A Collection of Awards to the Royal Flying Corps, Royal Naval Air Service and Royal Air Force
Date of Auction: 10th December 2014
Sold for £2,700
Estimate: £3,000 - £3,500
Distinguished Service Cross, G.V.R., hallmarks for London 1917; 1914-15 Star (Mid. C. S. Coltson, R.N.); British War and Victory Medals (Lieut. C. S. Coltson, R.A.F.), generally good very fine (4) £3000-3500
FootnoteD.S.C. London Gazette 1 October 1917:
‘For services on patrol duties and submarine searching in Home Waters.’
The original recommendation states:
‘The Commanding Officer would like to submit his opinion that both pilots and crews of airships have behaved exceedingly well, and that if it can be proved that C-22 actually sunk the submarine, the conduct of Flight Lieutenant C. S. Coltson, R.N., should be specially recognised, as it would be a great encouragement to Airship Pilots.
It may be pointed out that this officer has shown exceptional coolness and ability in flying since he has been at this station, and the Commanding Officer would further mention that lately the weather has been far from ideal for airships flying owing to strong N.E. winds and low visibility, the position of the station taken into consideration.’
Charles Sydney Coltson, who was born in October 1896, entered the R.N.C. Dartmouth as a Naval Cadet in 1911, and was awarded the King’s Gold Medal on his graduation in the summer of 1913.
Having then gone to sea as a Midshipman in the battleship Hibernia in May 1914, he transferred to the Royal Naval Air Service and went out to France as a trainee airship pilot in October 1915, gaining flying time in the SS-15 at Marquise.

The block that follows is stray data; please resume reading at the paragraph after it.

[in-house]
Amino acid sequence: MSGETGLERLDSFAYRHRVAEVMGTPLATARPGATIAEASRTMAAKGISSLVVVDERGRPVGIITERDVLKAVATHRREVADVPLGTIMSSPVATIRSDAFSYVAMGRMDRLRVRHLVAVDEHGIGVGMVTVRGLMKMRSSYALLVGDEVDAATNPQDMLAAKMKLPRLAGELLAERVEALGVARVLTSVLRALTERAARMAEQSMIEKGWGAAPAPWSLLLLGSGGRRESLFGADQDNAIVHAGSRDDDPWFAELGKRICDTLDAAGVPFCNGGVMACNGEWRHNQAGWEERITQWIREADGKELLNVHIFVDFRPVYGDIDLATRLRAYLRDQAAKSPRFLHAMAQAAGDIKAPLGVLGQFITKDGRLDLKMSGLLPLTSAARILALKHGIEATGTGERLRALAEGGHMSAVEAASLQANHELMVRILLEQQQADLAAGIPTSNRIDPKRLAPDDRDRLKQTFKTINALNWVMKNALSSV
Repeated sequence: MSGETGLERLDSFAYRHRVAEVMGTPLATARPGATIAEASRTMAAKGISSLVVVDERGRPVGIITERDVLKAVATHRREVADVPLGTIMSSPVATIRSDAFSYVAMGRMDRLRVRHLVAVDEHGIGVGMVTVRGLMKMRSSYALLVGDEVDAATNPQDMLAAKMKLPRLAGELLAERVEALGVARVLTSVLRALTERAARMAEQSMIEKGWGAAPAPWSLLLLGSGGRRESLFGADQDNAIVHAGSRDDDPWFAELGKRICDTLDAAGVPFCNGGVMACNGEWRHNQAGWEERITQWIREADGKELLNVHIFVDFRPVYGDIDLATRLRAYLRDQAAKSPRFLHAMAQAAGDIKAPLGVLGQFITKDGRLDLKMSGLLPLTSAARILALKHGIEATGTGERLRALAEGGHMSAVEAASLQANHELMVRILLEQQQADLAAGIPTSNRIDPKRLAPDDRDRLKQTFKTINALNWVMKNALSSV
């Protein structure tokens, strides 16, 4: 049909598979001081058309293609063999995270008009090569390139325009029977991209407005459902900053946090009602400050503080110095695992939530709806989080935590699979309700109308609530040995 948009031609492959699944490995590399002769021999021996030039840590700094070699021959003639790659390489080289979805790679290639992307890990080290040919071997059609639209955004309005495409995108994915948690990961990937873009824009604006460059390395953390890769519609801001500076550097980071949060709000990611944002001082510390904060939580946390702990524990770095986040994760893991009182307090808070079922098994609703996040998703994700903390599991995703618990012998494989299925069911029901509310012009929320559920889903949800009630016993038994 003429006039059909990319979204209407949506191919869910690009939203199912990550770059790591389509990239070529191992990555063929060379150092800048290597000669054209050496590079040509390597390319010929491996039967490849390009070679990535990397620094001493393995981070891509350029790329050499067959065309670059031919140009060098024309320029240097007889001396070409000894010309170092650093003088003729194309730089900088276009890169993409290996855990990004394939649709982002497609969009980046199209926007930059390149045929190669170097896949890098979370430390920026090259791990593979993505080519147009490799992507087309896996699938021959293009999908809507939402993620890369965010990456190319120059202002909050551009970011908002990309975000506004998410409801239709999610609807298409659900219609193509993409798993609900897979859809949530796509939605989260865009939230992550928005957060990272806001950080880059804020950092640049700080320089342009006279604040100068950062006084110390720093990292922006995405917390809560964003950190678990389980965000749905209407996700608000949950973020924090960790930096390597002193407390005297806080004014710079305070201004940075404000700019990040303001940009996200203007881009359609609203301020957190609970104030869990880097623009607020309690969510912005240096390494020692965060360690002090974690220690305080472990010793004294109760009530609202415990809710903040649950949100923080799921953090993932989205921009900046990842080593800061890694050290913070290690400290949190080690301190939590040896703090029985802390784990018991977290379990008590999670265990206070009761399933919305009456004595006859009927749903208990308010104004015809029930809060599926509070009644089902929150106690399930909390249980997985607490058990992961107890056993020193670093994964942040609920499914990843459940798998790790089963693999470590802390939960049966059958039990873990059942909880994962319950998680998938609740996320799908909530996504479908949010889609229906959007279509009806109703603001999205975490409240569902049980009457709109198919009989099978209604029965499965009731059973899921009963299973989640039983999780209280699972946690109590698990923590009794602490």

Returning to the Home Establishment, he was appointed a Flight Sub. Lieutenant at Pembroke Airship Station in March 1916, and a Flight Lieutenant at Kingsnorth Airship Station in September 1916.
Transferred to Mullion Airship Station, Cornwall, in early 1917, under Squadron Commander Hon. C. M. P. Brabazon, Coltson was awarded his D.S.C for his command of the C-22 on a patrol in February 1917. His official report takes up the story:
‘On Monday 12 February 1917, while on patrol in H.M. Airship C-22, about 10 miles E.S.E. of Falmouth at 0845 I sighted a Norwegian steamer on my port bow with boats lowered. Proceeding over the vessel I noticed a pulling boat returning to the ship and, looking in the direction from which she had come, noticed a large patch of oil on the surface of the water. This I discovered to be the remains of a ship apparently torpedoed, a large quantity of wreckage marking the spot. By this time two trawlers had arrived and, descending to 200 feet, I was able to communicate with them by Semaphore, thus learning that the wreckage was the remains of a vessel torpedoed three quarters of an hour beforehand. I also learnt that the submarine had been sighted for a few minutes, but no information could be given concerning her course.
I reported my information by wireless to the station, and then started to sweep to the West and South.